In countries like the United States, many companies rely on employee incentives to achieve their long-term financial goals via maintaining a satisfied and motivated workforce. The employee stock option (ESO) is one of the popular incentives that attract and retain the employees for the goal of increasing such company's share value. Thus the ESO is essentially a call option that the company grants to an employee on its ordinary shares as part of the employee's remuneration package. In addition to achieving long-term financial goals, companies issue ESOs to generate and maintain cash flow. In practice, ESO is commonly offered to employees at the management level.
ESO is regulated by 26 U.S.C. § 423, under the title "Employee Stock Purchase Plans." This set of regulations can be found in the Internal Revenue Code, which is officially known as Title 26 of the United States Code. Currently, Turkey does not have an equivalent to U.S. federal law regarding ESO. However, as a share transfer, ESO shall be interpreted in accordance with Turkish commercial, obligations and capital market legislation.
In the U.S., the ESO has become a frequently used tool for the employee compensation, especially upper-level or executive management. Over 80 percent of the 500 biggest quoted companies have introduced employee stock option plans. According to the National Centre for Employee Ownership (NCEO), there are around 3,000 broad-based stock option plans in the country, and 86 percent of employers in the country offer stock options to employees. In 2000, 19 percent of all employees were eligible for stock options, compared to only 12 percent in 1998. Ultimately, in the U.S., stock options constitute a much more important share in managers' pay packages than in other countries.
An employee stock purchase plan is a tax-efficient means for employees to purchase the corporation's stock, which is often done at a discount. For example, the discount might be 10 percent off on the stock's fair value market price at a certain date determined by the plan.
According to 26 U.S.C. § 423b, an employee stock purchase plan has to meet a substantial list of requirements. For example, employees contribute to the plan through payroll deductions, which build up between the offering date and the purchase date. At the purchase date, the company uses the accumulated funds to purchase shares in the company on behalf of the participating employees. Although the amount of the discount depends on the specific plan, it can be up to 15 percent lower than the market price.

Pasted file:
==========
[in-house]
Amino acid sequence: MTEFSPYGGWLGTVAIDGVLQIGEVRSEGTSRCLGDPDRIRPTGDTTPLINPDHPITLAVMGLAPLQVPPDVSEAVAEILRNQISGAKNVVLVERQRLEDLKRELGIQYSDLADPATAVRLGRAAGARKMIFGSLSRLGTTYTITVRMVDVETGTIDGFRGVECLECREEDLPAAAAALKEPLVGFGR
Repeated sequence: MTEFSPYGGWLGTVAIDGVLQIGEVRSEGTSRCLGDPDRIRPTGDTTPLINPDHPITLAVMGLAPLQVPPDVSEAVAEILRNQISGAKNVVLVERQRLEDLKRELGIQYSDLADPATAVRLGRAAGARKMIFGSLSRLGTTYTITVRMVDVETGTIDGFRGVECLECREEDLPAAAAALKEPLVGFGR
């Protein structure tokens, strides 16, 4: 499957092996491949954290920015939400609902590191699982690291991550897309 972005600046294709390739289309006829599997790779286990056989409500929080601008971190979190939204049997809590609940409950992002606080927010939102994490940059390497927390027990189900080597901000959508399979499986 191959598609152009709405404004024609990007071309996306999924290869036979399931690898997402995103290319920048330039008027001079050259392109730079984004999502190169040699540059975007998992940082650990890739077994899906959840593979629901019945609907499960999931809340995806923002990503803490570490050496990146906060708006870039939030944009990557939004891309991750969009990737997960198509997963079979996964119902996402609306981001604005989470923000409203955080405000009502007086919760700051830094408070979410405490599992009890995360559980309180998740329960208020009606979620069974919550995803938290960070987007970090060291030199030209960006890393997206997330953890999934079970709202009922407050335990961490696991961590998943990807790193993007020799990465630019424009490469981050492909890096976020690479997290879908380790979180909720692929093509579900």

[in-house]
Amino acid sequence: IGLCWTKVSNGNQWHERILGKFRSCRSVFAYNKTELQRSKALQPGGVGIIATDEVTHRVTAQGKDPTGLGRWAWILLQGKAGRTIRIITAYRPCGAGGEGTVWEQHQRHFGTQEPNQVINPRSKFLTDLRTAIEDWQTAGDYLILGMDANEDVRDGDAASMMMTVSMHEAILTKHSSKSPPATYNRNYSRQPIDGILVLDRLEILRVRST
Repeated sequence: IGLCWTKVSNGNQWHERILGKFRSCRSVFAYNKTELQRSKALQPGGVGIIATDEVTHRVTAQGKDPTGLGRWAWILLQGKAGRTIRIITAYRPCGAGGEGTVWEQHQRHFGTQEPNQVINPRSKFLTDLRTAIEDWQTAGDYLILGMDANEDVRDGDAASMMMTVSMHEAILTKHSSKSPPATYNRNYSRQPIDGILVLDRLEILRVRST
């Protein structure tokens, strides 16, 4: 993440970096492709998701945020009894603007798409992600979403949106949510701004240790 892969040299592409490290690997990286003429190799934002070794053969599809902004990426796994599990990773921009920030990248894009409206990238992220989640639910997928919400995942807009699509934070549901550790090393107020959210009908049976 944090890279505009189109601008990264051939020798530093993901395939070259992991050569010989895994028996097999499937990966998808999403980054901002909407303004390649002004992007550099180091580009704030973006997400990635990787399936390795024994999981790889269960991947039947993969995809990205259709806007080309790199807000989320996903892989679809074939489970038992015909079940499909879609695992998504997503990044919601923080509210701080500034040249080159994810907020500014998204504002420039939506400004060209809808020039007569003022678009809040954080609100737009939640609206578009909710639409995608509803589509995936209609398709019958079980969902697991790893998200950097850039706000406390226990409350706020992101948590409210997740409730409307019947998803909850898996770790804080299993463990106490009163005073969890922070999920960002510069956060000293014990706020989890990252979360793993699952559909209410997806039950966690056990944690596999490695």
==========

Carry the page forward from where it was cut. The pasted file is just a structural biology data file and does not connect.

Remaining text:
Depending on when the employee sells the shares, the disposition will be qualified or not qualified. If the position is sold two (2) years after the offering date and at least one (1) year after the purchase date, the shares will fall under a qualified disposition. If the shares are sold within two (2) years of the offering date or within one (1) year after the purchase date, the disposition will not be qualified. These designations have differing tax implications.
In accordance with the Turkish Commercial Code (TCC) numbered 6102, joint stock companies are allowed to a certain extent to acquire their own shares. According to Article 379 of TCC, a company shall not acquire its own shares or accept the same as pledge as a result of a transaction which exceeds or will eventually exceed a tenth (1/10th) of such company's declared or issued capital. Also, this provision is applicable to the shares that are acquired or accepted as pledge in the name of any third party, but for the account of said company.
According to the second paragraph of the Article 379, for the acquisition or acceptance of the shares as pledges in light of the preceding paragraph, the board of directors of the acquiring or accepting company shall be empowered by the company's general assembly. Such power shall be granted for a maximum period of five (5) years. Moreover, the total par value of the shares acquired or accepted as pledge shall be explicitly specified, and the maximum and minimum amount to be paid for such shares shall be clarified. With each permission request, the board of directors shall declare that the legal requirements have been fulfilled.
Although the TCC regulates the company's acquisition of its own shares, the code's Article 522 permits the establishment of social welfare foundations that enable the employees to participate in the company. Pursuant to this regulation, capital reserves may be allocated for distribution to public corporate entities. The goal of such action is to establish relief organizations or maintaining the same for the employees and workers. A trust or cooperative shall be established for the capital reserves dedicated to assistance and other assets exported from the company. In the Articles of Incorporation, the assets of said trust may be determined as a receivable against the company. If any contribution is received from management, employees and workers apart from the capital reserve that is allocated by the company to such end, at the end of such business relation. If the employees and workers could not benefit from the differentiation based on the trust's Articles of Incorporation, such employees and workers shall be paid at least the amount they had contributed with the legal interest accrued starting from the date of contribution.
For compliance purposes, increased capital may be supplied by the social welfare foundations—provided that it is stated in the Articles of Association of the company. In this regard, the shareholders of the company shall waive their preemptive rights to purchase the new shares. As a result, the foundations established by the capital reserves can acquire the newly issued shares.
The content of this article is intended to provide a general guide to the subject matter. Specialist advice should be sought about your specific circumstances.